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Literature / Utopia

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Utopia is a 1516 satirical philosophical treatise by Thomas More, detailing the government and customs of a certain island nation which has (possibly) created the ideal society. Trope Namer for Utopia (lit. "good place") and by extension Dystopia ("wrong/bad place"). The name itself is a pun on the Greek ou (no/not) vs eu (good) — the island is "no place;" which is to say, entirely fictional.

While in Flanders on business, More and his associate Peter Giles run into a New World traveler named Raphael, whose travels have exposed him to many other societies and given him a new perspective from which to judge England's particular flaws and foibles.

When he begins to describe Utopia, a remarkable island on which he lived a number of years, More and Giles are fascinated and take him aside for a whole afternoon to hear more about Utopia and its laws, customs, and so on — this account takes up most of the book.

Afterward, More concludes that he would like to see England adopt the same system, though he doubts it ever could.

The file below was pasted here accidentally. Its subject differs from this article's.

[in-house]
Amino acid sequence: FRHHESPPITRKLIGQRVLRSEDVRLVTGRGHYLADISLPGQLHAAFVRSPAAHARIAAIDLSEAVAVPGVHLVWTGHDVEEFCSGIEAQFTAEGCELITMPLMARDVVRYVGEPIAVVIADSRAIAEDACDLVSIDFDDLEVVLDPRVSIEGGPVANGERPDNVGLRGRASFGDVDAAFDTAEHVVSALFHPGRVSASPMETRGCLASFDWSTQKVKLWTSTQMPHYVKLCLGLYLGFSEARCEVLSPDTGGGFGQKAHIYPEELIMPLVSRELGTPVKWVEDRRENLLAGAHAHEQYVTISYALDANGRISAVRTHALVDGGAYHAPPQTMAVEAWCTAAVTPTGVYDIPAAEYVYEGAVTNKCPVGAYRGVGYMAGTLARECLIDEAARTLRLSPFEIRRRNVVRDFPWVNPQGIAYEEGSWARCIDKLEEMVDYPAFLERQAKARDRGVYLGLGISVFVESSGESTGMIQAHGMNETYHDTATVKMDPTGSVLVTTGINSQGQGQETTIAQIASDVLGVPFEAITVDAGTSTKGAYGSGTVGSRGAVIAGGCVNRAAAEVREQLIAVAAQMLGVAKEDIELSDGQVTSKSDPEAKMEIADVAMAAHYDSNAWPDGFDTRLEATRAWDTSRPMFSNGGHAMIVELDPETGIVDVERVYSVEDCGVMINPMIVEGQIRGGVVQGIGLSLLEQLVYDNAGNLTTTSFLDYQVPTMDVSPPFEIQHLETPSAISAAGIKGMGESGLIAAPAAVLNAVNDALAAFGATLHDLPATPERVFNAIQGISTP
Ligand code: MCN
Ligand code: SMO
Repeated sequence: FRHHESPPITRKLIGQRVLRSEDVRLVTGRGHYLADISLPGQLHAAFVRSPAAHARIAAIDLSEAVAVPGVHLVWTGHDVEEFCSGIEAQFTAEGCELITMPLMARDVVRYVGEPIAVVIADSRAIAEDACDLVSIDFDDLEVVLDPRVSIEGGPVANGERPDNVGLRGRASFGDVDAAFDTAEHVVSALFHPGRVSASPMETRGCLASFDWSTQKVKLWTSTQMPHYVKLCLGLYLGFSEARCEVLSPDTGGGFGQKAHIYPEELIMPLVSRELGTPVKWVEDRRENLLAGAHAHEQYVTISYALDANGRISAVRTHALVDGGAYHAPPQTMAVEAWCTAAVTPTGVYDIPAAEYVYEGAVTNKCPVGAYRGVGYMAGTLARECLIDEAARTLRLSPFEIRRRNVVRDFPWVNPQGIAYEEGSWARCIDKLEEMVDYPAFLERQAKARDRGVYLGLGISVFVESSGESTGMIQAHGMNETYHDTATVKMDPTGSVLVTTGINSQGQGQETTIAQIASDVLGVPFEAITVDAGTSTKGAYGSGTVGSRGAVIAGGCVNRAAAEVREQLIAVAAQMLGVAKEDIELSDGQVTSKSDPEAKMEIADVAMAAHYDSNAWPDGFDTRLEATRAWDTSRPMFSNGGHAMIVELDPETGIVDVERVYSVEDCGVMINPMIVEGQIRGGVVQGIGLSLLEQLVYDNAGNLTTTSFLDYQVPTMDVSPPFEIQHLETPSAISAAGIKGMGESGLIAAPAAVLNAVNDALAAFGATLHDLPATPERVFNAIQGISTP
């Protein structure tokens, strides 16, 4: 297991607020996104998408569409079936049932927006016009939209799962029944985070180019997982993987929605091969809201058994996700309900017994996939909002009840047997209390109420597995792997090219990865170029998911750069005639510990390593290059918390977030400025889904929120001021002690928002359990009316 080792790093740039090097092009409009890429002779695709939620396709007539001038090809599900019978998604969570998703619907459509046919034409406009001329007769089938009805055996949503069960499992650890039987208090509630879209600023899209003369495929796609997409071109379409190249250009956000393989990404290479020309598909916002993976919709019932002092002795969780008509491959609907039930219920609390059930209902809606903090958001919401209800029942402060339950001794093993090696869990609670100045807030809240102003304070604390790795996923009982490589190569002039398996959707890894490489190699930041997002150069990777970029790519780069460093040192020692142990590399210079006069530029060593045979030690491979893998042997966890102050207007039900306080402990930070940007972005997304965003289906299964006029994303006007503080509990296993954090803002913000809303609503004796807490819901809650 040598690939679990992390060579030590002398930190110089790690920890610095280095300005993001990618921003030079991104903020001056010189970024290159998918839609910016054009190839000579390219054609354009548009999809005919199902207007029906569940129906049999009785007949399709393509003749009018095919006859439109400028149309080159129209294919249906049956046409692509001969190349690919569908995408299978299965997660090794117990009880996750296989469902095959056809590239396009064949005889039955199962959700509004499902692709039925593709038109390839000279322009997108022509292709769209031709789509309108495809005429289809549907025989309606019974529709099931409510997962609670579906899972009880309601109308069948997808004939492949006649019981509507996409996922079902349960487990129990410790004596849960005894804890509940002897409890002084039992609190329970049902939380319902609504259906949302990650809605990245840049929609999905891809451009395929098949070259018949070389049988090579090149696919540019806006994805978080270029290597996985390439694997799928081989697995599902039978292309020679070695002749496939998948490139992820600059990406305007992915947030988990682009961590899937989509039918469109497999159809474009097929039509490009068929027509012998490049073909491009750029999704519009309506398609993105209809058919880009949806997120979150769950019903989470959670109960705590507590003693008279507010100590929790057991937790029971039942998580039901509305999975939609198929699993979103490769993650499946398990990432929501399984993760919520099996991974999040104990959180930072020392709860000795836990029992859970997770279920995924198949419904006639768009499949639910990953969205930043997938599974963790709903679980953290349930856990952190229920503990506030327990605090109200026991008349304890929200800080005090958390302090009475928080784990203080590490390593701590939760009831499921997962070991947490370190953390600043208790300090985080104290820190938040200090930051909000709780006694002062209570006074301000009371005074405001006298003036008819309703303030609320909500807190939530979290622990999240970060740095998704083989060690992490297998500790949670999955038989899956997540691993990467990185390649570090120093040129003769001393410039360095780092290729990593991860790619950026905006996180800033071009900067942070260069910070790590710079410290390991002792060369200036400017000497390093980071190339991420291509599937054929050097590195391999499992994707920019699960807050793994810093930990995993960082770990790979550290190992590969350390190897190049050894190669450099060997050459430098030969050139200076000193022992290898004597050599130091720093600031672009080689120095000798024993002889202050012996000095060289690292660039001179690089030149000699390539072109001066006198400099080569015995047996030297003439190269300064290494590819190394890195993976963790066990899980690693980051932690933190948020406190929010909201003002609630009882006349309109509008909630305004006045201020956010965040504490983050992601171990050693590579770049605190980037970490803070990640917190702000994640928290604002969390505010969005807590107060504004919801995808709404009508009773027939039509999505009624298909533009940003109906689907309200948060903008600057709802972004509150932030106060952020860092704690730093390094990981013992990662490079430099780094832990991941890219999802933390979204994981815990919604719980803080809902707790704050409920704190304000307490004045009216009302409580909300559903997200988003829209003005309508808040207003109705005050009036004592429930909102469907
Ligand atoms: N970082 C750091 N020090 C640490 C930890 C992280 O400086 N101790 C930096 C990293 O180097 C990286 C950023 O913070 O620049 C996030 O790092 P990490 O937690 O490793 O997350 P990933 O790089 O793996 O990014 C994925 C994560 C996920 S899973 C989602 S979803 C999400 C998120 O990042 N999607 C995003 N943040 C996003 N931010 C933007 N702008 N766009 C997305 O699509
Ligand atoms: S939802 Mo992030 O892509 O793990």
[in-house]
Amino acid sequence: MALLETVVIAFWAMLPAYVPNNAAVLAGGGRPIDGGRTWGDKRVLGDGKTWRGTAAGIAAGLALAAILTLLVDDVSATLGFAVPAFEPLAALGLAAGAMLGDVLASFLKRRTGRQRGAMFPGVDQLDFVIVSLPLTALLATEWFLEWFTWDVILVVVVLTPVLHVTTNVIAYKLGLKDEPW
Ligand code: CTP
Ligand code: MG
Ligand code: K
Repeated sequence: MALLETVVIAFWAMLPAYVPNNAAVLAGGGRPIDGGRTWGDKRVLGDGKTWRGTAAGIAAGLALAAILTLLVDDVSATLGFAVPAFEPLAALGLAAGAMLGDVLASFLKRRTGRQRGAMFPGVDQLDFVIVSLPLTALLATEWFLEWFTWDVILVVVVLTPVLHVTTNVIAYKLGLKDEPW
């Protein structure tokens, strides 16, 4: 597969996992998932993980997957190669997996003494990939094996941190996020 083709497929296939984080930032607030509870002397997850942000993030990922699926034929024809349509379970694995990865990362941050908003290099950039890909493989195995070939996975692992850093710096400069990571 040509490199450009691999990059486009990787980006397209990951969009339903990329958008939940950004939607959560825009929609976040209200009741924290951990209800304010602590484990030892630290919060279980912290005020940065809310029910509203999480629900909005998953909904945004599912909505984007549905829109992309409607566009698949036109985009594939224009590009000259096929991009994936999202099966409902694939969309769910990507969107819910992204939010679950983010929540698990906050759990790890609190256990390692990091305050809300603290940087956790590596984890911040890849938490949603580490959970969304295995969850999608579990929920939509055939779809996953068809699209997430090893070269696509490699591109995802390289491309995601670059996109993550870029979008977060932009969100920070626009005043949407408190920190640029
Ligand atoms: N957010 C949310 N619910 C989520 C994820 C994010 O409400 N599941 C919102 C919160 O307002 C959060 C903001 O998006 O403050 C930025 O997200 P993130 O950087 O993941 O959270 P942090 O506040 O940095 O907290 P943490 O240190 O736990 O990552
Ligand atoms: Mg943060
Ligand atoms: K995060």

Utopia provides examples of:

  • All Crimes Are Equal: Before the story about Utopia itself, there are discussions of several other nations with Meaningful Name. One of these points out the various flaws of having all crimes punished by death. The specific example is that a person who robs a house will then go to any length to escape rather than consider giving up. What's more, a prospective thief has every incentive to commit murder rather than just theft — he will be no worse off if caught, and by killing the principal (or only) witness, he reduces his chances of getting caught.
  • Ambition Is Evil: Utopians won't take land — either as colonies or as part of an existing city's holdings — unless they have enough people to farm it, and anyone who seeks political office is deemed unworthy and disqualified just for asking.
  • Arranged Marriage: Implied to be the usual way, though the participants have some say in whether or not to accept. Apparently it's a custom that the prospective bride and groom can see the other naked before making a decision.
  • Artistic License – Geography: Utopia is a crescent-shaped island with a circular harbor in the center. It was originally part of a larger land mass but Utopos, using the labor of his soldiers and the locals, cut a channel through the isthmus to make it a true island. (Needless to say, a lot of this is geographically suspect — but then it's not like Utopia actually exists).
  • Big Brother Is Watching: There is no privacy in Utopia. There are no places for private gatherings on the island to keep all men in full view, so as to ensure they all behave. Even most meals are communal, with a seating arrangement that prevents peers from sitting next to each other.